The Broad Arrow Tower

The Broad Arrow Tower

A spiral staircase at the Tower of London

Named after the ‘broad arrow’, a symbol stamped on royal goods, this tower formed part of the Royal Wardrobe before it became a prison.

A key part of the medieval fortress, the Broad Arrow Tower was originally used as a guard tower. From it, soldiers could cover the approaches to the east curtain wall with their crossbows. Today it contains an interactive exhibition in which visitors are able to discover how, together, the building and its soldiers were a formidable war machine.

From the 14th century, the Broad Arrow Tower was connected with the Wardrobe, the government department responsible for royal supplies. From Henry VIII’s reign, it was linked to the nearby Wardrobe Tower by a long storehouse, now demolished. As part of the Great Wardrobe, royal robes and valuable furnishings were kept here.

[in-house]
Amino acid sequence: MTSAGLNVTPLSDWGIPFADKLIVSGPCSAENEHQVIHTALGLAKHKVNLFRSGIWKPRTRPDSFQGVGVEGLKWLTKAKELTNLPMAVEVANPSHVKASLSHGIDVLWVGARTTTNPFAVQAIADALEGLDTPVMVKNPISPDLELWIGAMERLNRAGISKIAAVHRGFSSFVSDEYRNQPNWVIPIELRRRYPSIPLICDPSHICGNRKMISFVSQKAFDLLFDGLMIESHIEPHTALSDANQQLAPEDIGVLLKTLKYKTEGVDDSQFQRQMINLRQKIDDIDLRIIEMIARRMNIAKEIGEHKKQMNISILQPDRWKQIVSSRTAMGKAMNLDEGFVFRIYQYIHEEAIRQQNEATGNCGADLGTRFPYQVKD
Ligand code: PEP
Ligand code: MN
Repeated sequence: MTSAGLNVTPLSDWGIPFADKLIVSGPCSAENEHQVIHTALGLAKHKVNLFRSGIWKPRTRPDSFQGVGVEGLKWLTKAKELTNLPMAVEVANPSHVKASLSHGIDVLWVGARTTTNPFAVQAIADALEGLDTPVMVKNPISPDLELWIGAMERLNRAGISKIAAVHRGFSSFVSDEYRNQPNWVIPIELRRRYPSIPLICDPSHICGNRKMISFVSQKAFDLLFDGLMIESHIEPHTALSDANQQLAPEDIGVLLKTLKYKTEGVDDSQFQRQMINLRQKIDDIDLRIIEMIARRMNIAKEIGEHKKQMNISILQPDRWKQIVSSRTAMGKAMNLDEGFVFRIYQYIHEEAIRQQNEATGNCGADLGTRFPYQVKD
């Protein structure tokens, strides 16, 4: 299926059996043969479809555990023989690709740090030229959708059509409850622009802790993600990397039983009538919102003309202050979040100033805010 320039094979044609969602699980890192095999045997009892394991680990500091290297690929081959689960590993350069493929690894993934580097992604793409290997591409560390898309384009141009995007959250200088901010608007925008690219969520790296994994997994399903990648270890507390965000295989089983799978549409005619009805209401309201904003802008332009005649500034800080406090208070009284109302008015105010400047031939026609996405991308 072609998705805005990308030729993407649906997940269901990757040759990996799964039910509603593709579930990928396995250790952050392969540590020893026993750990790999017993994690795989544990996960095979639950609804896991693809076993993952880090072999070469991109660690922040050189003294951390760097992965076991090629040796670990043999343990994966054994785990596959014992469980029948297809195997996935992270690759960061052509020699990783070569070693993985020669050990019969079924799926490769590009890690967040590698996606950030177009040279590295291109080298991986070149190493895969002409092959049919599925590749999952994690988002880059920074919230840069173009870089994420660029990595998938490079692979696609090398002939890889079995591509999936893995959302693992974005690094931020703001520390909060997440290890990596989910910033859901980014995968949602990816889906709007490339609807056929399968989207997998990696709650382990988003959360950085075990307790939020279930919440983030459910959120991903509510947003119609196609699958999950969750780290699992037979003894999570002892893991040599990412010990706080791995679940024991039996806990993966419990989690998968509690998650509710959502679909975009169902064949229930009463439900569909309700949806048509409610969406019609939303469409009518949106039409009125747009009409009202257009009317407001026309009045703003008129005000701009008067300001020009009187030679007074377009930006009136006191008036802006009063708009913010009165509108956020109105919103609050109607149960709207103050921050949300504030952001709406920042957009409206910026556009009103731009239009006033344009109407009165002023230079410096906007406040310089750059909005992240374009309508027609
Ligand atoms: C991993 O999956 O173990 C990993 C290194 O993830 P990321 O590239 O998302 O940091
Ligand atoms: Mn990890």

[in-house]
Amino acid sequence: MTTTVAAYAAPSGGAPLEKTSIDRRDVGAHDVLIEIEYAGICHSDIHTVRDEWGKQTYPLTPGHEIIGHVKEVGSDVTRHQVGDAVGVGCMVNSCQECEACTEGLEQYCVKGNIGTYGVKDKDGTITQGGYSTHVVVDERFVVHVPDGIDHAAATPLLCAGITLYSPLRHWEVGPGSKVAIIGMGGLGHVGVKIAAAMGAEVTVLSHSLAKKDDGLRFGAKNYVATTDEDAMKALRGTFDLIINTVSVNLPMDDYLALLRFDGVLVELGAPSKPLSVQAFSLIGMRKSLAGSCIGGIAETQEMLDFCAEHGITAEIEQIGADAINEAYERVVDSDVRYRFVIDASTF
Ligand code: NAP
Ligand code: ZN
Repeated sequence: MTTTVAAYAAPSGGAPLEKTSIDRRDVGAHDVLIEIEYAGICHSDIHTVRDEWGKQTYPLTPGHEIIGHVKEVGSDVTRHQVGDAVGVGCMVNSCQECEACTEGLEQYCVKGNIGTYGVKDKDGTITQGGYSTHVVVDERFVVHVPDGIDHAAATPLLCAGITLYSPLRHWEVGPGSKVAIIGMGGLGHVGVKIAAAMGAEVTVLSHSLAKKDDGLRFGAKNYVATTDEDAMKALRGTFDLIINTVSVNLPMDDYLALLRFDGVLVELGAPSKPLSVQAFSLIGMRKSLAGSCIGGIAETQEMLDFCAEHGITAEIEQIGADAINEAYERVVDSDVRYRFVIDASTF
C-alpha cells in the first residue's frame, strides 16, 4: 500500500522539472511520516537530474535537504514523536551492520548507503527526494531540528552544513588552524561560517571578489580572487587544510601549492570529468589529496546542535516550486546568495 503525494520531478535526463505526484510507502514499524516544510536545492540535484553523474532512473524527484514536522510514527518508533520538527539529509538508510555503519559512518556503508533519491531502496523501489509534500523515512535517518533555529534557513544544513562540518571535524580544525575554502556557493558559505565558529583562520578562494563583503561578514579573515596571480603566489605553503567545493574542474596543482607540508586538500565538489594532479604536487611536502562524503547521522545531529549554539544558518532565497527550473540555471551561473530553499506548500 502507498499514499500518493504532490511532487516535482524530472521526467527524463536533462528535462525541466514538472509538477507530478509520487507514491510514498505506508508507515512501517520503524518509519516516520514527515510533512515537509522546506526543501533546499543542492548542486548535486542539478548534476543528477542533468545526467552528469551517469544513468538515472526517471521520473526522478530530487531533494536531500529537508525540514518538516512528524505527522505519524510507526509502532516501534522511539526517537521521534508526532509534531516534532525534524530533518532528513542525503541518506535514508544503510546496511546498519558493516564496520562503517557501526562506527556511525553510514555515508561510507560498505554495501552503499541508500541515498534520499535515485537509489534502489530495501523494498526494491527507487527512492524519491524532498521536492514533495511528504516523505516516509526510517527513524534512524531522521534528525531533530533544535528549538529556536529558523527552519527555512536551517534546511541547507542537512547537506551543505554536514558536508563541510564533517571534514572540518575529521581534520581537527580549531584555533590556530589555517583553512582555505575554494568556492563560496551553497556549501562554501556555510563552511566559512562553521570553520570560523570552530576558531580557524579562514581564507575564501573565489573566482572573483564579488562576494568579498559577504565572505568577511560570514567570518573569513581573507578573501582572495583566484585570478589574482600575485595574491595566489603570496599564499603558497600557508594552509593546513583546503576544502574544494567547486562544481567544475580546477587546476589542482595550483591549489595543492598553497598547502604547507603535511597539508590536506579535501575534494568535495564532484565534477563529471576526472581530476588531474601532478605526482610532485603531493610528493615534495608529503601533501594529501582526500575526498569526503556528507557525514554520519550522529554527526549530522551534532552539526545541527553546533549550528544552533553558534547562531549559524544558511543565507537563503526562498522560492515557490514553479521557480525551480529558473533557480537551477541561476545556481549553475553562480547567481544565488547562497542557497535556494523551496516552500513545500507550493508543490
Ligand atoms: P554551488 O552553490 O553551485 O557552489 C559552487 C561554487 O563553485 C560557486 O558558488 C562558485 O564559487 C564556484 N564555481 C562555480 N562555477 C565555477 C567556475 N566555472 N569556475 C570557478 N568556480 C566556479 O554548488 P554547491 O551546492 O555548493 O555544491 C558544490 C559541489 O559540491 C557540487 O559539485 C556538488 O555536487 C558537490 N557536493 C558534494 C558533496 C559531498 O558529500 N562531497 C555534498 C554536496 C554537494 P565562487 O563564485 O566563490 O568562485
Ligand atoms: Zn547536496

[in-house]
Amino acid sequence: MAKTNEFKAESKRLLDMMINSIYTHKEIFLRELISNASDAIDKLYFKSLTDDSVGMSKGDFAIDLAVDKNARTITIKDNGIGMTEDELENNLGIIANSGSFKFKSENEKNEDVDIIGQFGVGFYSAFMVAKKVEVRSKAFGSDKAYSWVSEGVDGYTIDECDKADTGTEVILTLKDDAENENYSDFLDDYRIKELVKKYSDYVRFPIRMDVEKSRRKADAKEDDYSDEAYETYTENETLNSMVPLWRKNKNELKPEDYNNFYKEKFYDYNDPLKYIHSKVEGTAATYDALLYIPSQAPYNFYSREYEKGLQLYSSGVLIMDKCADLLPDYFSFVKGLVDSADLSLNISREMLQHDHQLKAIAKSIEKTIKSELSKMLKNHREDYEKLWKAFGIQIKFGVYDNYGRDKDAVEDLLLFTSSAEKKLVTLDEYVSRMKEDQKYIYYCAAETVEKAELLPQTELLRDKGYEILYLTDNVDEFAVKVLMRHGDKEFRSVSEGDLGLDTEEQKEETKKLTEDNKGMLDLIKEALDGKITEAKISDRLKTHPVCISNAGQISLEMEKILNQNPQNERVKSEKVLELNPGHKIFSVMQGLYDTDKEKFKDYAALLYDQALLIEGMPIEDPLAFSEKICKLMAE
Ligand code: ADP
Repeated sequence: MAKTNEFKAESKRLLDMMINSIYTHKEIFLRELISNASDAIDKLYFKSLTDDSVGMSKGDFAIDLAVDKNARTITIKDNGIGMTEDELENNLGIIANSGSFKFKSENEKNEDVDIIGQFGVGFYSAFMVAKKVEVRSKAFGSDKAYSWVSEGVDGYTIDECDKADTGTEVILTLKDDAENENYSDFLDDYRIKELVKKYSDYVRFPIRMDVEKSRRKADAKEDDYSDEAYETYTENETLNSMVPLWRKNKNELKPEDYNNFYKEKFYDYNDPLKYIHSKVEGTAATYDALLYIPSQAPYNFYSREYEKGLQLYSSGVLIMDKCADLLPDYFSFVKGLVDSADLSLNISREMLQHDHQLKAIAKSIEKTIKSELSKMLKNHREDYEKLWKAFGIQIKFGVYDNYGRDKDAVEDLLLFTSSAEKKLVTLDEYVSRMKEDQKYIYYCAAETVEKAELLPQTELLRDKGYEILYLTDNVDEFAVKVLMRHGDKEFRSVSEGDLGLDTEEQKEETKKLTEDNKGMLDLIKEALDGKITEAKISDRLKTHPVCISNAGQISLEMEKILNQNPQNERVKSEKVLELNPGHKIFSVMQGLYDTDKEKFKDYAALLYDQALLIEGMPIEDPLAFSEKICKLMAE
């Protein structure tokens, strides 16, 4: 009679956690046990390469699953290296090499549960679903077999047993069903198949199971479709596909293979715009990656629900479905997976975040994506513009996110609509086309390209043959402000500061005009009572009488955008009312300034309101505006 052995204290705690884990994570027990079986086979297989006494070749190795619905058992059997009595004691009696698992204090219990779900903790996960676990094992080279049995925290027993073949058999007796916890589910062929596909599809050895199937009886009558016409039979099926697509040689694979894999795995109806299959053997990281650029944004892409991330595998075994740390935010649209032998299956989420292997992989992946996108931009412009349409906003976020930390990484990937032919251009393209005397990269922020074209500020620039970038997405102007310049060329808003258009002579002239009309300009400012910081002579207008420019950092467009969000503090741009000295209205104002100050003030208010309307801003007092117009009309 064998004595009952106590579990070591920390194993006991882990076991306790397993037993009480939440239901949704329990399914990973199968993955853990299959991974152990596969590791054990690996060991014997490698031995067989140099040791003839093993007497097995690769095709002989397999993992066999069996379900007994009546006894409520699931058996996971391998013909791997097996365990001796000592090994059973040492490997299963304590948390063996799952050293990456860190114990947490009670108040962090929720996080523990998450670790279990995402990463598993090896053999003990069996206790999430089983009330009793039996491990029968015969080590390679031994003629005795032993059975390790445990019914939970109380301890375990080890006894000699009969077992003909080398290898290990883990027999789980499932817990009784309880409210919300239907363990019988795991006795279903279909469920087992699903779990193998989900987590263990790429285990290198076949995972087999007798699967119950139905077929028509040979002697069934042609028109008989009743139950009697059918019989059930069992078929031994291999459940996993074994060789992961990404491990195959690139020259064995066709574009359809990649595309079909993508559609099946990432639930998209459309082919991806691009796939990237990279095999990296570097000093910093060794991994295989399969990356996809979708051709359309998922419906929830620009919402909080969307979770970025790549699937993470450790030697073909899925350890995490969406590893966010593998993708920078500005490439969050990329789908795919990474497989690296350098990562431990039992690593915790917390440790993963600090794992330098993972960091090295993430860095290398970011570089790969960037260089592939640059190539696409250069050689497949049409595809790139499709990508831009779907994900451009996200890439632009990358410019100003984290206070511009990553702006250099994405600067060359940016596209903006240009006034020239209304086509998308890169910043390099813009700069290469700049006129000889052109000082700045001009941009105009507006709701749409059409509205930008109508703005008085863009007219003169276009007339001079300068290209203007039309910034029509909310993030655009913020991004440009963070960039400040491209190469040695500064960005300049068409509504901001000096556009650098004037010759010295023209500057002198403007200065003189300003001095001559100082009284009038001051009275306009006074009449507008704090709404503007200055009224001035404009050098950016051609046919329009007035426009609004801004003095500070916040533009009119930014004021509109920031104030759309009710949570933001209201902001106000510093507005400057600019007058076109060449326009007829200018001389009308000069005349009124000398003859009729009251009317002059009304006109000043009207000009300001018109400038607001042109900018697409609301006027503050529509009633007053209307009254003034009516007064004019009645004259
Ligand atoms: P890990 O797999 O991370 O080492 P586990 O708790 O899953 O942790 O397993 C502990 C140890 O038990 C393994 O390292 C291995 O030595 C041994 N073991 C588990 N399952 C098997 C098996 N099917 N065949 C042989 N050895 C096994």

In later years, the tower became a prison and contains many inscriptions from prisoners that were held here in the 16th and 17th centuries.

Prisoners at this tower

Involved in the failed Gunpowder plot, Sir Everard Digby was imprisoned here in 1605 and was then hung, drawn and quartered. He left his name carved on the wall.

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